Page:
Marketing to Millennials™ in a Recession

At first it was ‘a financial crisis’ but now everyone calls it a ‘recession’. With only 19.7% of new college grads who apply for jobs getting them and 65% moving into Mom’s basement, the reality of the ‘new frugality’ has finally settled in with Millennials. However, new research from JWT (see chart) shows, the recession hasn’t yet affected spending across the board. For adults 18-29, some things are indispensible (Internet), others less critical (dining out), and some are completely forgettable (magazines).

Marketing to Millennials™ now is not fundamentally different from any other time, because Gen Y has always considered itself cash strapped. (I am always amused to hear my students complain about how poor they are). Now, as they graduate and get jobs, Millennials continue to see themselves as careful shoppers, even as they outspend other generations on everything from cell phones to wine. They wouldn’t think of making a major purchase without careful and exhaustive research, online and via word of mouth. One of my favorite Gen Y blog posts declared that if you are not Gen Y, you probably overpaid.

With money dearer now, and the tools for discovering preferences of friends becoming ever more accessible and powerful, I expect they will become even more careful in the future.

Of course, it’s not just Millennials who are affected. According to new IRI research, the recession has created what they call the “Downturn Generation”, a “new generation of Americans adopting practices similar to Depression-era shoppers, implemented both to weather the recession and to keep a close eye on spending long after the recession ends.” The strategies characteristic of this ‘new generation’ sound a lot like practices Millennials have been implementing for years. Here’s a sample:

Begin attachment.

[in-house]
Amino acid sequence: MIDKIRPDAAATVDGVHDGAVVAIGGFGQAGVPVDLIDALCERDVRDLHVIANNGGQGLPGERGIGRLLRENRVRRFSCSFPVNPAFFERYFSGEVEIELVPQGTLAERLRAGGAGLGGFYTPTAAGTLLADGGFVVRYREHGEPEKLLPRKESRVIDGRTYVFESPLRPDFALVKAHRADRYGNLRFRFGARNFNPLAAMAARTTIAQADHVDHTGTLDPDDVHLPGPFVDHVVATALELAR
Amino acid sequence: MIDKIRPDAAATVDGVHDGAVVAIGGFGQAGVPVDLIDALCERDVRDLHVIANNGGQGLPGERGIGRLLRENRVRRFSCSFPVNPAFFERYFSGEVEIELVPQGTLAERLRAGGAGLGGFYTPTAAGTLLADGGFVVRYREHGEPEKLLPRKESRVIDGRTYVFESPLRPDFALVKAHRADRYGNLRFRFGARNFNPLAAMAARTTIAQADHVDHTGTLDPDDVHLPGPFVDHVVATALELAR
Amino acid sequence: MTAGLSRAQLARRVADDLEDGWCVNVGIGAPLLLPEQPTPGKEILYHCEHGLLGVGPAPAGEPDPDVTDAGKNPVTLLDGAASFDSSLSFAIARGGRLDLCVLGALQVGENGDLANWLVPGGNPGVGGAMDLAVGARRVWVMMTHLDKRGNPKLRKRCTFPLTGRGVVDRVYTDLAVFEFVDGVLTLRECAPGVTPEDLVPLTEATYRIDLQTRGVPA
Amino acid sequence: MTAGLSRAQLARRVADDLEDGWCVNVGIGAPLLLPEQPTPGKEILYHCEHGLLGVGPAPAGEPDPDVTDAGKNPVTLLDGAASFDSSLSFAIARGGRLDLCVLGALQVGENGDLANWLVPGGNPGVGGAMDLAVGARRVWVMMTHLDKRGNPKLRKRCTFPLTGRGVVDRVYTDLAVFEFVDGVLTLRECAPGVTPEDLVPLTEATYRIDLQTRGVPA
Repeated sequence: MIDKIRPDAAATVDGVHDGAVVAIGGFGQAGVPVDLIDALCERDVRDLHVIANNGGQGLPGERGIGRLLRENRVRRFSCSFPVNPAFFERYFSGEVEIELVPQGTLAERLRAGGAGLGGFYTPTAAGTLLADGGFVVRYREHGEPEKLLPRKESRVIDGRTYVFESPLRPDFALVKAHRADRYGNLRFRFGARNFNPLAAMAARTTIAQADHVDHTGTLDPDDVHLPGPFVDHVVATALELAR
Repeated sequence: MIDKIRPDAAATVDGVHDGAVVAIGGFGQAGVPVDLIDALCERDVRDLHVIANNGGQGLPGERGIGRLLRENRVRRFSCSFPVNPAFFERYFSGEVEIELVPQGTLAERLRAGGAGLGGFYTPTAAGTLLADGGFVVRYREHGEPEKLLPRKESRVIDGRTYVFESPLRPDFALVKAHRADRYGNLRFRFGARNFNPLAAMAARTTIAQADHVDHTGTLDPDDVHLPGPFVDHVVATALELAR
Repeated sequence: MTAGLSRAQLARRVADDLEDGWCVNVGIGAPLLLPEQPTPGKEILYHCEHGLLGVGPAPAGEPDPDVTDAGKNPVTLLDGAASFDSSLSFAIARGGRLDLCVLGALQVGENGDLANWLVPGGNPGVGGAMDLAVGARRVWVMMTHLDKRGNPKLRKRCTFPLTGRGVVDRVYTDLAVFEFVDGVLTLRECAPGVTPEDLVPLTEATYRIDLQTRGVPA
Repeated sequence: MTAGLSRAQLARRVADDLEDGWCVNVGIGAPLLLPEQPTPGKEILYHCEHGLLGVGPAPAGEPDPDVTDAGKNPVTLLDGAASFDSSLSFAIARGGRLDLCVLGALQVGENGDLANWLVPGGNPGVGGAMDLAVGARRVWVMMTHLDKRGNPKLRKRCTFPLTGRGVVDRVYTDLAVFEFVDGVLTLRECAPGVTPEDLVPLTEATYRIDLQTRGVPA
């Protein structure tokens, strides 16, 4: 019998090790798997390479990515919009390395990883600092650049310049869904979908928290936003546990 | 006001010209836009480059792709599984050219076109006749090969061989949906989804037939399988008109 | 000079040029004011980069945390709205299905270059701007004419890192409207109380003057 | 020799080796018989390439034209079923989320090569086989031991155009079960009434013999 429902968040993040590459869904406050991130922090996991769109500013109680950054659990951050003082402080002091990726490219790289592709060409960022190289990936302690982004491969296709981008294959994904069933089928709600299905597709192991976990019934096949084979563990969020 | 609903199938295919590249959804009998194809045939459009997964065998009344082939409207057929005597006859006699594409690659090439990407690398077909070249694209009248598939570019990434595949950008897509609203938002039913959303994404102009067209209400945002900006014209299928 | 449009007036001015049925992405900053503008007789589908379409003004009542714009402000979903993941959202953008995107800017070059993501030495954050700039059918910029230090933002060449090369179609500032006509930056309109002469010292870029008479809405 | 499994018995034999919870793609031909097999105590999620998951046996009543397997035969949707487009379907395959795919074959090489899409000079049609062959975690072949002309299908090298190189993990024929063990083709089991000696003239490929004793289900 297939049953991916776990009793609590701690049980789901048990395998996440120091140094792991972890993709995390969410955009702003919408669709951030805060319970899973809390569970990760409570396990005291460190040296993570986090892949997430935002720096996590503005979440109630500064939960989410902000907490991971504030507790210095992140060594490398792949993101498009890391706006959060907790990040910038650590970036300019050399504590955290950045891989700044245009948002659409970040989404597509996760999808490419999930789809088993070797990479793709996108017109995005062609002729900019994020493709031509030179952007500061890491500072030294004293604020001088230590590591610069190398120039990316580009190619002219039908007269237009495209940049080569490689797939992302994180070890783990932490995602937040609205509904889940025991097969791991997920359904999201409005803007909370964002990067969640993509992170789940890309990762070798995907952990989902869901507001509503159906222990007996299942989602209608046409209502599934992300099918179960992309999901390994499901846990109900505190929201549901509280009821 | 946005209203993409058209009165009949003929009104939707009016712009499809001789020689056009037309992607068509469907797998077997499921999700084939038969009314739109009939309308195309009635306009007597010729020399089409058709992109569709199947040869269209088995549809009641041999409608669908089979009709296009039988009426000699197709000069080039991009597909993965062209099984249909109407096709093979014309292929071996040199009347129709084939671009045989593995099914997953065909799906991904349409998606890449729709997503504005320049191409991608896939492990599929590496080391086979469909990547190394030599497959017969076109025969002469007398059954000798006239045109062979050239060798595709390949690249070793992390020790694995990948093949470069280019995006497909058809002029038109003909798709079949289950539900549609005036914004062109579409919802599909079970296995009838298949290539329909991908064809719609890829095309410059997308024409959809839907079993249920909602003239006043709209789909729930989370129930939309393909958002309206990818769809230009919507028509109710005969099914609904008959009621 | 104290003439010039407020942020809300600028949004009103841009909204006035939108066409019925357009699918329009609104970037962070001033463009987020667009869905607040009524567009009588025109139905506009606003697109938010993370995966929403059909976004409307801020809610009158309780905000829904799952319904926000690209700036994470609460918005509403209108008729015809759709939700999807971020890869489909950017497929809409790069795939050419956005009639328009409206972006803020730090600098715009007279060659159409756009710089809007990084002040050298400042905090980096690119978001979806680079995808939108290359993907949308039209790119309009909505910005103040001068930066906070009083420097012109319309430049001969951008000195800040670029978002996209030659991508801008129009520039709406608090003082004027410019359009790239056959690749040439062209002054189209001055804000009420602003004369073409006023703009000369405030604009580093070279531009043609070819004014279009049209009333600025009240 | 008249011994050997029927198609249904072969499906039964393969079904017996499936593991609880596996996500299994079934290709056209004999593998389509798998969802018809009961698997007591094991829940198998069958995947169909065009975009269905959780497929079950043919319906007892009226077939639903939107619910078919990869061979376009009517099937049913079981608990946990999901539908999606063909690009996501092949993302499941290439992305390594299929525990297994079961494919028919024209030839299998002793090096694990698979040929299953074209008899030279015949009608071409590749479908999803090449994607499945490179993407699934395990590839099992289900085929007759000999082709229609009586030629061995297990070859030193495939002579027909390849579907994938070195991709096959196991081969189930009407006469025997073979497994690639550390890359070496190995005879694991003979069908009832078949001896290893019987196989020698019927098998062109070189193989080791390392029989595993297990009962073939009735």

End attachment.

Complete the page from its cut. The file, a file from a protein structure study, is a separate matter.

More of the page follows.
Consumers are becoming more resourceful and strategic when planning their purchases for meals, wardrobe, home and automobile maintenance and personal care. New approaches identified include consumers turning to the plethora of information available on the Internet to help prepare for purchases, clip online coupons and research reviews, commentary and opinions on products and services before making a purchasing decision. In fact, more than 44 percent of shoppers are using online resources to find coupons today, and 55 percent of them plan to continue this practice into the future.”

How do we market to a generation of tight wads who are programmed to avoid impulse shopping? Very carefully.

According to the JWT study, “77 percent of young adults, people18-29, feel nervous and anxious about the impact of the recession.”

Extra reassurance is needed for each decision, and that reassurance will be trusted most if it comes from a friend or neutral party. The key is to make sure they find the right information, not necessarily make your brand per se the go to source for the information. In other words, it’s very important to allow them to market to each other. Information is a form of social currency. Give Millennials information they value and they will share it with their friends. According to the article mentioned above, authored by Northwestern Medill Journalism student, Inyoung Hwang, here’s how it could work in video games:

Morris Levy, senior at the University of New Hampshire, said even if a new product like a video game sparked his interest, he would hold off on purchasing it until he understood it better. “I’d look into it more – look at reviews online, ratings from different companies and news sources,” he said. Gary Rudman, the president of GTR Consulting, a market research firm, said video game companies will sometimes provide free clips of games to websites like IGN Entertainment. It’s a simple but successful word-of-mouth strategy that allows young people to feel like they’re finding things on their own and then talk to friends about it. “It doesn’t feel like a marketer is forcing something down your throat,” he said. “You’ve gone to a place to find it, you’ve discovered it, and you share it with the world.” Very successful brands understand there’s nothing better than having something “bubble up from the bottom,” according to Rudman.

Music and movie marketers have used this approach to reach Gen Y for years. If it is that effective for entertainment, imagine how powerful it could be for restaurants, wine, automobiles, financial services, higher education, and more.